What the crowd at Nazareth didn’t have was the love of God that drove Jesus to find a more receptive audience. The full extent of this cosmic love wasn’t understood until Resurrection. It was only then that everything he taught began to fall into place.
Paul was one of the people that hunted down the Christians with vengeance and murderous rage. His conversion showed him the extent of his pride and arrogance and gave him the fuel to warn others of the dangers self-righteousness.
Paul is able to see that the Christians in Corinth are in grave danger. Their self-centered dissents threaten to break the church apart. The love Paul describes is agape, the unmotivated and free gift of God’s love for us. It is vibrantly different from the self-seeking, romantic love of human beings. It doesn’t necessarily feel good when we act in accord with this agape love, but it does resonate with God’s will for us and for the entire world.
The people of Corinth were proud of all their spiritual gifts – they were speaking in tongues and prophesying. They were eating together and singing songs of thanksgiving and praise. But they were excluding many people from the inner circle and were fighting with each other over who had the best gifts.
Paul emphasizes that any spectacular manifestations of spiritual power or prophecy are pointless unless they flow from the selfless and unmotivated fountain of God’s love.
There are two important characteristics of this love: agape is beyond our control and it depends upon a deep and abiding humility. One cannot love by willpower alone. We can’t leave the church today and make the promise, “Today I will love,” and then succeed at loving everyone.
Love is beyond our control. In order to understand its illusive and penetrating power you must practice true humility. And this is the most difficult of Christ’s teachings.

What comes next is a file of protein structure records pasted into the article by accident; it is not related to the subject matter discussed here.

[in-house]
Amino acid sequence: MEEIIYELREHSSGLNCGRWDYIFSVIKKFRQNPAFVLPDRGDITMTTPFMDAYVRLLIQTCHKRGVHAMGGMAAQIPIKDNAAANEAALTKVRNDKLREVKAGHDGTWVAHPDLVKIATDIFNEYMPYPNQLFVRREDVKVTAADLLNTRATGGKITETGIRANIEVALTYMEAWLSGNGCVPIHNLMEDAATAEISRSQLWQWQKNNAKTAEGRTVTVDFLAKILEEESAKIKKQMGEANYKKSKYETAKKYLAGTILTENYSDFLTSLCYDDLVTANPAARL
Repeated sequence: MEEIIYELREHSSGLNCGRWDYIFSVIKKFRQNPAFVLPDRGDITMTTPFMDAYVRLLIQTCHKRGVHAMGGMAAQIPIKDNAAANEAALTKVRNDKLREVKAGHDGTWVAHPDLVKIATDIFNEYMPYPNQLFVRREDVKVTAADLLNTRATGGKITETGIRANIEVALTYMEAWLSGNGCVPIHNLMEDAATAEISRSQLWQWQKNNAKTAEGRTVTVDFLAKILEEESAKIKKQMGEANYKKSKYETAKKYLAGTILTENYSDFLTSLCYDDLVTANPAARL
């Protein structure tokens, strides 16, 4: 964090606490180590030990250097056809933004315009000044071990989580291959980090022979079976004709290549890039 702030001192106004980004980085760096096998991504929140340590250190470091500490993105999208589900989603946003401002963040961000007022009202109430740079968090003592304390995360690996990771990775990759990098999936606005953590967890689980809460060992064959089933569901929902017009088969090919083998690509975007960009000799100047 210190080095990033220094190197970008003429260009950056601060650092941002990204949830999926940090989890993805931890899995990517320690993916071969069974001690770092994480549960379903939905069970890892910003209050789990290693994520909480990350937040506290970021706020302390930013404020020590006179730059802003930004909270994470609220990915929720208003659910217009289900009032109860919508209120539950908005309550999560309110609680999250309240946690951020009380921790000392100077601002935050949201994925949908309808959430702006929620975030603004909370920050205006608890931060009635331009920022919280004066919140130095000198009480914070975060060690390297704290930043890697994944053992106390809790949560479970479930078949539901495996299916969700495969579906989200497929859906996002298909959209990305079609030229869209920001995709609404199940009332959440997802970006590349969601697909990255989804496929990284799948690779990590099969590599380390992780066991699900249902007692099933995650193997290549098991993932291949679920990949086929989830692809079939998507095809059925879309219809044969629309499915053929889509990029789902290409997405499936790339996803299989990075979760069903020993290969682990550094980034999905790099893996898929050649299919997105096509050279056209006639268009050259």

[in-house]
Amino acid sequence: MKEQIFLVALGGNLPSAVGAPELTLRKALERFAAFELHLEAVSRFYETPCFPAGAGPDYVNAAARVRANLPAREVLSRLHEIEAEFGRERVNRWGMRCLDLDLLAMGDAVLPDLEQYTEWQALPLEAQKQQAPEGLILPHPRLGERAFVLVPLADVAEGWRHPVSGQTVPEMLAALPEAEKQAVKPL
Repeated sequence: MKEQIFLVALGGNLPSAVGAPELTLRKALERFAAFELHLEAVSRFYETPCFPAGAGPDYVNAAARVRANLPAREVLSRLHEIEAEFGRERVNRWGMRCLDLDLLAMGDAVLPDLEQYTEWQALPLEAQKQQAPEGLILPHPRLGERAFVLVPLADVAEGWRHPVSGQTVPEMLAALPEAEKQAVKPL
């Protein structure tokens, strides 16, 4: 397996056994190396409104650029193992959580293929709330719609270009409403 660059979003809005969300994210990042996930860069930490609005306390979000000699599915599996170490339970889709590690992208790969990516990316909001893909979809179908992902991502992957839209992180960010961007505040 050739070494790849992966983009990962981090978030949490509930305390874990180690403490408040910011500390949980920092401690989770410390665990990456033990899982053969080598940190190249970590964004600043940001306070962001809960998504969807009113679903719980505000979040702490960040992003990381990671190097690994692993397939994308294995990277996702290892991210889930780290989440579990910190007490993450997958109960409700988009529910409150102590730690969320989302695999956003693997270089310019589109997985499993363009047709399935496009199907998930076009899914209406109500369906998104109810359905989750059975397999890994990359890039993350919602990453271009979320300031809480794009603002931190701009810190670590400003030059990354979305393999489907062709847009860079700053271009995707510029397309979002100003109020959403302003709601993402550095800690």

There is a story of a man who wanted to be humble: “He was very happy when he managed to be humble. But he was very sorry that he was happy that he was humble. And he was very happy that he was so sorry that he was happy that he was humble.”
This story describes the problems we run into when we try to be humble – it creates a vicious circle. Once humility is possessed it is lost, since humility grows out of knowing one’s poverty.
This poverty is what connects us to Christ’s love. He became poor for our sake and asks us to do the same. Love is not a feeling at all, but a relationship with the divine that is simply there at times and not at all in our control. It is a radiation of cosmic power, like a wave. Our job is to lose our need for control and let the wave of God’s love overpower us.
We can’t really love one another without admitting that our human ability to act out this love is wounded. We are dependent upon God acting through us. We must attribute any true act of love as stemming from God alone. And we must learn the difficult task of letting others glow with the love of God when we feel left out. Love is not a quantifiable substance. There is enough love of God to fill each of us for eternity. And we need not be jealous of other’s gifts.
The people of Nazareth didn’t understand this. They were angry, threatened and jealous that Jesus took his gifts elsewhere. They were left standing on the precipice wondering where he disappeared to, and clueless to the message he brought.
If they were to act in the spirit of Paul’s letter to the Corinthians they would give up their self-centered need to be famous and accepted and follow Jesus to the next town. Agape love celebrates at every lost sheep found and every wounded soul saved.
It is our daily challenge to let go of our own preconceptions of love in order to admit we have no idea where God’s love might take us today. May we help each other to nurture this love in our own community.